MEDIA is a “feral beast” that “hunts in packs.”
The parting words of the British ex-prime minister Tony Blair got a boxed commentary in the June 16 issue of “The Economist.”
The weekly news magazine paid him the back-handed compliment of being an excellent communicator—“with an unerring knack for finding the right words to provoke the coverage he wanted” and “whose administration will always be synonymous with spin.”
The man who knew media too well argued that the press was fragmented by too much competition for the attention span of an audience hungry only for “scandal, gossip and disgust.”
In one of his last speeches before handing over power to Gordon Brown last June 27, Blair cited media’s blind spots: “the mingling of fact and opinion; a failure to reflect ambiguity and to provide balanced criticism; and the elevation of sensation and controversy above straight reporting.”
Such negativism, he argued, sapped the “country’s confidence and self-belief.”
The parting of ways between pillow companions is often marked by a lot of acrimony. Blair is neither the first nor will he be the last public official to be indiscreet about a relationship that once served him well when he was in power, and needed the media to stay in power.
If he chose to come clean on his way out of office, it may be that he wants to redeem his years of manipulating the public through the press. Especially as he no longer needs this press to woo public opinion or water down criticism.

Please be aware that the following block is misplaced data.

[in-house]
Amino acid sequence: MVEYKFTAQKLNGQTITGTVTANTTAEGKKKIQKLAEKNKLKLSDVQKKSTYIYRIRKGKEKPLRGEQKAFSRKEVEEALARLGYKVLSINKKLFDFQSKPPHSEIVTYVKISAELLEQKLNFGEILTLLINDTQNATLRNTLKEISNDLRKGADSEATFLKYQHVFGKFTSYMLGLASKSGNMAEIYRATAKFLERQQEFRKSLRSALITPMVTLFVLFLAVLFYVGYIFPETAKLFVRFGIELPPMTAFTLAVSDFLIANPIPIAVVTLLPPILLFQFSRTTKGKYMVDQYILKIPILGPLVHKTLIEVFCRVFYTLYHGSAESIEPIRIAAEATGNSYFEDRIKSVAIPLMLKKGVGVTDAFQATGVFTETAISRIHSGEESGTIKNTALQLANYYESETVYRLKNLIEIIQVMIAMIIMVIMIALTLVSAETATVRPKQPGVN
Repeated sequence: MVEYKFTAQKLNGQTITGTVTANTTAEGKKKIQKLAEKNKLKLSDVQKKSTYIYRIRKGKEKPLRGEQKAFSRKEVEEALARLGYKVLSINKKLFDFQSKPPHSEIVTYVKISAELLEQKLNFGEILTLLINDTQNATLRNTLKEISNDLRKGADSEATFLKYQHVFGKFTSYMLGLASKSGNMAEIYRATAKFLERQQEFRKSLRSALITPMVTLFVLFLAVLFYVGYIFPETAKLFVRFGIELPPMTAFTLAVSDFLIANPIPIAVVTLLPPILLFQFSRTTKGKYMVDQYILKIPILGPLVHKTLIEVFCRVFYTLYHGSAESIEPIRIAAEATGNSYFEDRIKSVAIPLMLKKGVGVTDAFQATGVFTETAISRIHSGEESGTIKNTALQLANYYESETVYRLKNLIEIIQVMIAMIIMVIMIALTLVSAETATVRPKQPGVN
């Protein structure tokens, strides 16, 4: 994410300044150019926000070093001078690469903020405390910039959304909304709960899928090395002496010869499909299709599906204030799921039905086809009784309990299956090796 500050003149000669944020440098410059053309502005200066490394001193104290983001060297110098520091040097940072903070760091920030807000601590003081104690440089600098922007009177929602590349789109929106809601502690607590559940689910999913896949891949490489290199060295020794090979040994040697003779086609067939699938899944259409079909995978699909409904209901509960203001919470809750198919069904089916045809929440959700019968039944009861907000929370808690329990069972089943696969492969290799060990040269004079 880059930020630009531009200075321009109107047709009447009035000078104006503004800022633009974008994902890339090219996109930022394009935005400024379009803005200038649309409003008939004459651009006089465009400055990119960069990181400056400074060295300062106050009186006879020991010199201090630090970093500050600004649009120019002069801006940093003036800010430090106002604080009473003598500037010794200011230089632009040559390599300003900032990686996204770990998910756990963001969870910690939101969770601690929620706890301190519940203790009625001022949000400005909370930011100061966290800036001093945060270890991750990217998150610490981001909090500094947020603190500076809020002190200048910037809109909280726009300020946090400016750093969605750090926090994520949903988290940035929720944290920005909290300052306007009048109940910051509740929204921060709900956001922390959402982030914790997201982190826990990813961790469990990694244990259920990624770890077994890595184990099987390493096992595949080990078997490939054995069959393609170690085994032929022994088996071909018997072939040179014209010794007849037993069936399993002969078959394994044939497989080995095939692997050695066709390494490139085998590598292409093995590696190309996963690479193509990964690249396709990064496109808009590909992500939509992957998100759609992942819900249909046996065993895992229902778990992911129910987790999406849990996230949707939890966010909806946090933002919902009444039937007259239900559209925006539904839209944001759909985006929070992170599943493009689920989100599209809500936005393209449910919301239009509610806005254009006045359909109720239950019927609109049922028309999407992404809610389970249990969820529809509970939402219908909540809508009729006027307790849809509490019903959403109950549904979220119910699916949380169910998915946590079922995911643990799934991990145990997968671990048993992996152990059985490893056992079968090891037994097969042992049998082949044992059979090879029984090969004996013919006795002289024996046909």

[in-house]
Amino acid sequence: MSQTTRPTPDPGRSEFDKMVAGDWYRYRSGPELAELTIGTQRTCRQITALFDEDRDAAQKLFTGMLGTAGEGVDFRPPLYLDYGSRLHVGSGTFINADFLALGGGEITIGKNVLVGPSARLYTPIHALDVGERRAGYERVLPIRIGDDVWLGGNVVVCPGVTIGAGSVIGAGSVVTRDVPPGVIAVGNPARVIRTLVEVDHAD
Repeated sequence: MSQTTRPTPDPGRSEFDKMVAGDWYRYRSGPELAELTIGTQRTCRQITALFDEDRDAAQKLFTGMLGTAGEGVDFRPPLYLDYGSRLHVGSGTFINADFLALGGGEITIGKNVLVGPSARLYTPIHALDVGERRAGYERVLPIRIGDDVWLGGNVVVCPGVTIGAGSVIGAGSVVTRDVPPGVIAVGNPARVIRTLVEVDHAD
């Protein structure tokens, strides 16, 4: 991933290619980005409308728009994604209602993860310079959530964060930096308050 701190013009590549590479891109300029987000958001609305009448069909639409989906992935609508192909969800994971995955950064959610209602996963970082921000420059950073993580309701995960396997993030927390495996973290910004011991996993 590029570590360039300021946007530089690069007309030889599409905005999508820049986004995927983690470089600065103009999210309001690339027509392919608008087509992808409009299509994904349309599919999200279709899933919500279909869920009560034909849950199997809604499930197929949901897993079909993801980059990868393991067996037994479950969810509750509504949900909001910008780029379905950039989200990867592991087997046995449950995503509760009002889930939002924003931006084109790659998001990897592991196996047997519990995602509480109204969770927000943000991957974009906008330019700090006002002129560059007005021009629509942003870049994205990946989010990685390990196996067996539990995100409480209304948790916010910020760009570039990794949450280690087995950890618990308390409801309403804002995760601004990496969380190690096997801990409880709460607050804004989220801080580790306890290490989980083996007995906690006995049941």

That is a train of reasoning that can make any beast grin wolfishly.
Like many prominent news sources, Blair is conveniently blind to his role in media excesses. What The Economist concedes about media’s relationship with its audience—“They feed them accordingly, often ignominiously”—can very well apply for the unholy alliance between some media and some news sources.
Oversensitivity to criticism and primordial political survival are the chief reasons why these news sources select which reporter or news outlet to give their side to or to leave out in the cold. Thick-skinned journalists are understandably unmoved by an official outcry railing against “news distortion” and “lack of balance” because they suspect the undiluted crocodile tears being shed for the people’s right to know may just be politicalese for “your criticism is hurting us” or “just slant it to our side.”
Blair’s metaphor of the press as a “feral beast” also leaves out, conveniently for him and other spin masters, their attempts to turn or domesticate this wild thing. What you can’t silence, you can corrupt. What you can’t buy, you can feed pap or scraps or dancing footage.
If one pauses to read, listen or view carefully the media, one only has to be alert to the publicity-seeking posturing, lack of transparency in public deals, self-interested crusades, and telltale inaction and silence on crucial public concerns to be wary about the wild packs circling the public and just bidding its time.
And, yes, the media might be running with the pack. But it never hunts alone.
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* Published in Sun.Star Cebu’s Aug. 5 issue